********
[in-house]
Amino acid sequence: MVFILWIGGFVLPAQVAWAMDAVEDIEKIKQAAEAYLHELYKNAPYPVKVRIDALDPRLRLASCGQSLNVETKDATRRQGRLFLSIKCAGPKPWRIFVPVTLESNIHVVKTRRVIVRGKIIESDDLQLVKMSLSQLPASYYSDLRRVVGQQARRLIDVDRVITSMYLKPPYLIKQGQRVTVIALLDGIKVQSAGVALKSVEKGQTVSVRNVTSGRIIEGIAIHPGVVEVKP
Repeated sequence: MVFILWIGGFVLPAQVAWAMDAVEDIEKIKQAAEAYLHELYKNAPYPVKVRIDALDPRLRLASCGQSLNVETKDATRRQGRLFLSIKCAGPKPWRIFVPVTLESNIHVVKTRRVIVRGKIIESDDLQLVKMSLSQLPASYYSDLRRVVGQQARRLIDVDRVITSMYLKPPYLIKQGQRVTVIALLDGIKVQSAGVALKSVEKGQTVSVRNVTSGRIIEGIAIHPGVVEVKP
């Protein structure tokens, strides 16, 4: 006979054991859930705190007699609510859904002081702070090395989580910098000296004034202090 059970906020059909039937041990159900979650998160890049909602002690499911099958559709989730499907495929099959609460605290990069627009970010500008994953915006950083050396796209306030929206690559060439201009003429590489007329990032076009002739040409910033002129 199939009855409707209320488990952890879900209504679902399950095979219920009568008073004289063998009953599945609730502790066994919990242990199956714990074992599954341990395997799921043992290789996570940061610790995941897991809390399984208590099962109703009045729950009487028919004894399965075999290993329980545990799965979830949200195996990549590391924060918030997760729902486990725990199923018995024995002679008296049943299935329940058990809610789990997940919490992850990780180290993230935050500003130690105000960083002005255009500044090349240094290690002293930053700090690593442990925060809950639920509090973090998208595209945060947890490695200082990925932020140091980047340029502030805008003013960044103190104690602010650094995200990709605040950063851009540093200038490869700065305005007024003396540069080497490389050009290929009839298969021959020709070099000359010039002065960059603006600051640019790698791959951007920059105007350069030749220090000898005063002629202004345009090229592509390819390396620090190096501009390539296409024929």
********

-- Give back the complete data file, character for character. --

[in-house]
Amino acid sequence: MVFILWIGGFVLPAQVAWAMDAVEDIEKIKQAAEAYLHELYKNAPYPVKVRIDALDPRLRLASCGQSLNVETKDATRRQGRLFLSIKCAGPKPWRIFVPVTLESNIHVVKTRRVIVRGKIIESDDLQLVKMSLSQLPASYYSDLRRVVGQQARRLIDVDRVITSMYLKPPYLIKQGQRVTVIALLDGIKVQSAGVALKSVEKGQTVSVRNVTSGRIIEGIAIHPGVVEVKP
Repeated sequence: MVFILWIGGFVLPAQVAWAMDAVEDIEKIKQAAEAYLHELYKNAPYPVKVRIDALDPRLRLASCGQSLNVETKDATRRQGRLFLSIKCAGPKPWRIFVPVTLESNIHVVKTRRVIVRGKIIESDDLQLVKMSLSQLPASYYSDLRRVVGQQARRLIDVDRVITSMYLKPPYLIKQGQRVTVIALLDGIKVQSAGVALKSVEKGQTVSVRNVTSGRIIEGIAIHPGVVEVKP
């Protein structure tokens, strides 16, 4: 006979054991859930705190007699609510859904002081702070090395989580910098000296004034202090 059970906020059909039937041990159900979650998160890049909602002690499911099958559709989730499907495929099959609460605290990069627009970010500008994953915006950083050396796209306030929206690559060439201009003429590489007329990032076009002739040409910033002129 199939009855409707209320488990952890879900209504679902399950095979219920009568008073004289063998009953599945609730502790066994919990242990199956714990074992599954341990395997799921043992290789996570940061610790995941897991809390399984208590099962109703009045729950009487028919004894399965075999290993329980545990799965979830949200195996990549590391924060918030997760729902486990725990199923018995024995002679008296049943299935329940058990809610789990997940919490992850990780180290993230935050500003130690105000960083002005255009500044090349240094290690002293930053700090690593442990925060809950639920509090973090998208595209945060947890490695200082990925932020140091980047340029502030805008003013960044103190104690602010650094995200990709605040950063851009540093200038490869700065305005007024003396540069080497490389050009290929009839298969021959020709070099000359010039002065960059603006600051640019790698791959951007920059105007350069030749220090000898005063002629202004345009090229592509390819390396620090190096501009390539296409024929």